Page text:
Yahoo has introduced a new cleaner style of photo embeds today. Just about everyone has used content from Flickr in various ways at some point, especially from its great store of Creative Commons licensed images. Now, Flickr can capitalize on the network effect of people seeing all of those images off of its site with a new cleaner style.
The realization that embeds help spread influence and drive traffic back to a site or service has struck every major service over the past few years. Twitter announced embeds, so did Instagram and Facebook. Vine introduced embeds a couple of months after launch and most new mobile apps and services ship with them nowadays. Embedding bits of a site’s stream in places other than the site itself is just smart.
The Flickr embeds only work on publicly shared photos, not private ones, which is how it should work. Each photo is also displayed with a full title and Flickr user name, which is a great nod to attribution for photographers. Many photogs post images online without any hope or expectation of compensation, but I have yet to find a single one that loves their images to be used without proper attribution. Sometimes saying ‘hey, this is the person that took this cool photo I used’ is the only way to ‘pay’ a creator who isn’t charging. So good work there.
I’m of mixed feelings about the big ‘Flickr’ logo in the corner of the image. I get what Flickr chose to do here: it made the ‘frame’ around an embed part of the image itself, rather than placing it ‘outside’ as with many other services that offer embeds. It’s cleaner and focuses more on the image.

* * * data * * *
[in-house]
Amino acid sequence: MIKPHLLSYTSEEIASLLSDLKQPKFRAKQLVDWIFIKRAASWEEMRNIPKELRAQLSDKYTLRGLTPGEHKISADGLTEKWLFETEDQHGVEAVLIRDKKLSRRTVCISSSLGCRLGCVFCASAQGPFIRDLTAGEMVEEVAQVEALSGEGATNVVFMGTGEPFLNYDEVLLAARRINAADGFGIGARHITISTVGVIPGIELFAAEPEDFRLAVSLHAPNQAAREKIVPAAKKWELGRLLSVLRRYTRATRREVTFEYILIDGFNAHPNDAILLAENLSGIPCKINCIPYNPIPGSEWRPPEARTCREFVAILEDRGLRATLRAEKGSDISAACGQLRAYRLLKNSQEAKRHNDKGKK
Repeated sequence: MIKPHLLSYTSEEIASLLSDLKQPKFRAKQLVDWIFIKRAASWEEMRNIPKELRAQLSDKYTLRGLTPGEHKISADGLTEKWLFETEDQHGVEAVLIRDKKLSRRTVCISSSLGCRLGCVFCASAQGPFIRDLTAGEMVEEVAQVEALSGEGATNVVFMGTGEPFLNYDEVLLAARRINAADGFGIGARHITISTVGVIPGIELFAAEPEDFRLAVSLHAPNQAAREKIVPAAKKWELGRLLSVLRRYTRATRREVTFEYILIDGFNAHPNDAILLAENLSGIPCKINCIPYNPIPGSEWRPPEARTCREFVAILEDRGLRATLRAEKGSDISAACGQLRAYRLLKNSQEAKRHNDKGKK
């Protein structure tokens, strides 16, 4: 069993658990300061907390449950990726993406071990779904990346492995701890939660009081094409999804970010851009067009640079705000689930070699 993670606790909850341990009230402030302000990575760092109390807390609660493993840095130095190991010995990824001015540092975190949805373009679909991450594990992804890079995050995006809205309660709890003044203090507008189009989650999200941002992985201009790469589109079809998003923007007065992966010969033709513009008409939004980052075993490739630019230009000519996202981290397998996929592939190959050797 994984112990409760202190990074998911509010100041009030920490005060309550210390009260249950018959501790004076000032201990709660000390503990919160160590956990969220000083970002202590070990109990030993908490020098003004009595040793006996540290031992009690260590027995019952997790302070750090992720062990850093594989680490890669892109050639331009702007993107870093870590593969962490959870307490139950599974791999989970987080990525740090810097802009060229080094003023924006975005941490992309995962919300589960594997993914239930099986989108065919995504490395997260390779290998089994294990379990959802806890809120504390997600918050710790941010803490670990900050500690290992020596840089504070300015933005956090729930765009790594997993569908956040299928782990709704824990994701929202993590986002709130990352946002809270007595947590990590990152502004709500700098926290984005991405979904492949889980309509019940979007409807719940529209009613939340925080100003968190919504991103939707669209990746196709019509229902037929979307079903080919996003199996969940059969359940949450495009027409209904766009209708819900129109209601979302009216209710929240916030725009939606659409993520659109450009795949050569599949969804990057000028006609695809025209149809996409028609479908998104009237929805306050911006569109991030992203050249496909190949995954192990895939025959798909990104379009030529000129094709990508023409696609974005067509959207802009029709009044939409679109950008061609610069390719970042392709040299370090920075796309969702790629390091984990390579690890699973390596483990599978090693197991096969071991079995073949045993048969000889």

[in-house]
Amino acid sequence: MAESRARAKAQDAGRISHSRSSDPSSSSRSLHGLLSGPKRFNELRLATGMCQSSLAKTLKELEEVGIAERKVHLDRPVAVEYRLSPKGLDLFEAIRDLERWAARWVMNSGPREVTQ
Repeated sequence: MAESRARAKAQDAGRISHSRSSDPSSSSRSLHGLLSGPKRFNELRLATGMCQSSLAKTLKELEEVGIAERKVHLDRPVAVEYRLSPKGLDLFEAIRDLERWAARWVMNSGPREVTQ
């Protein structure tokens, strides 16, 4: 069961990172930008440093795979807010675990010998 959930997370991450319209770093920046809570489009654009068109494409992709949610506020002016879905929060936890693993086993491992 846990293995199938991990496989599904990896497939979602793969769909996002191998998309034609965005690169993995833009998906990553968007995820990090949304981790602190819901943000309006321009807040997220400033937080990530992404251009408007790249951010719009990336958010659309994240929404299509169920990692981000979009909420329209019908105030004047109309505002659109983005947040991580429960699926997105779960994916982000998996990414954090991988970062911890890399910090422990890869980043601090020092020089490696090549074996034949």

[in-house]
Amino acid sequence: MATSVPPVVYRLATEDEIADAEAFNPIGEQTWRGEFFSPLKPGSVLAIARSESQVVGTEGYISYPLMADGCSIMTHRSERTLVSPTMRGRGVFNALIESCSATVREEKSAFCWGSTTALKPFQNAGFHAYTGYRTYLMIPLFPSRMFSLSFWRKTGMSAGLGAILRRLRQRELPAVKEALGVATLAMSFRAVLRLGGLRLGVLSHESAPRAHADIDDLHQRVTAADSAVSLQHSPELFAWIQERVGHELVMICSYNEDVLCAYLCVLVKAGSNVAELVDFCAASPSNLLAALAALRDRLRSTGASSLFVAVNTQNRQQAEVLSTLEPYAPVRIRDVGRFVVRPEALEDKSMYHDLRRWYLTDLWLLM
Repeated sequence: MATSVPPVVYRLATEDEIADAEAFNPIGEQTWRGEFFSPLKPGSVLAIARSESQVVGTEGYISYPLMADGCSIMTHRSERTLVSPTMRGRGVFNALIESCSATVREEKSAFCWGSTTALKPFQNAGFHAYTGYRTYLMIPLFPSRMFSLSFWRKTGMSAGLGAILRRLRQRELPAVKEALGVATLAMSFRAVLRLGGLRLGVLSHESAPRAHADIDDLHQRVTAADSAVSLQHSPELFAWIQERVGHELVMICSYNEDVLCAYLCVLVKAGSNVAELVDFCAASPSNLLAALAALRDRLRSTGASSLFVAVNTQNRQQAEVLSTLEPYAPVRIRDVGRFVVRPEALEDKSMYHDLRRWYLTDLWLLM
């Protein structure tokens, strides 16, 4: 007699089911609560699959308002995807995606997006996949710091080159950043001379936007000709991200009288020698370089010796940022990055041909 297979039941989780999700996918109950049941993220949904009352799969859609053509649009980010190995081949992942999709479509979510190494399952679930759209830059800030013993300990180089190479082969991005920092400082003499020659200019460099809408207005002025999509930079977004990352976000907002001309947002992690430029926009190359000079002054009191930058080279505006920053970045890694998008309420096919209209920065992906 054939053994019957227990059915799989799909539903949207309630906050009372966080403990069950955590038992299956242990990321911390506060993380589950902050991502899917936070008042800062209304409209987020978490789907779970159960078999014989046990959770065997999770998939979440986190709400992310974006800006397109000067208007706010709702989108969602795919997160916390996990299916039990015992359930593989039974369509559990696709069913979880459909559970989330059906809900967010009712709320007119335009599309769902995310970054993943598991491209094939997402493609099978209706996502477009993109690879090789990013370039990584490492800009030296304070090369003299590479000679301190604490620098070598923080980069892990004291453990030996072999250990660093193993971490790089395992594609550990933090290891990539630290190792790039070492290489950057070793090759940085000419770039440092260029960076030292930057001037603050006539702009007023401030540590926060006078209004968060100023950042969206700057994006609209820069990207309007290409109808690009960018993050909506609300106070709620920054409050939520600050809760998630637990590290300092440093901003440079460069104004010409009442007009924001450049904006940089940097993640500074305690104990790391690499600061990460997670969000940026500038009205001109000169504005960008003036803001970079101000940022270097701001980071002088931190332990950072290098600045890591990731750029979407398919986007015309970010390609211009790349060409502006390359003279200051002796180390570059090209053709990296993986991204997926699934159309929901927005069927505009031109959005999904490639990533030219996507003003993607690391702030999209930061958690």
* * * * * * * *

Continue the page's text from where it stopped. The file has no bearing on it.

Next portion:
But perhaps a logo with more transparency would be nice, or one that faded away with navigation controls, appearing on interaction or mouse-over. It’s a fairly minor complaint for me, though some photogs might have an issue with it. Update: Flickr has now changed the behavior of embeds, causing the logo to fade with navigation controls.
If you embed a photo from a set, you’ll be able to navigate through that whole collection, and they can always be displayed full-screen in uncompressed fashion. Here is a picture of a bunny:
[protected-iframe id=”9a2740efd0de8e3c63bb9f6c5f97e1bd-24588526-8683986″ info=”http://www.flickr.com/photos/76815933@N00/1262732146/in/photolist-2VzQgU-46wM3R-4eYaRr-4WQrtP-51qZKY-5i6Q7r-5iiPMc-5F5tBY-5QU8yW-5VqTMi-6cAfSh-6do4zQ-6keC3B-6kiNCs-6kiNKC-6kiNQC-6uJAgc-6uNMYC-6zU9hH-8YRSFR-8sNM1C-dtJ6k5-bQpM1M-btVaDS-b3ttJD-c4ZXCJ-7DRn5E-ck2hfh-81Uy9a-81UybK-81UyaM-ezS5pC-bFbepX-ebpeBj-7TsE1d-81WKtC-fzi8bb-9B4y7B-aBYLiR/player/” width=”500″ height=”333″ frameborder=”0″ allowfullscreen=””]
Top image credit: Thomas Quine
Article corrected to reflect the fact that this is an update of Flickr’s embeds, not a new product.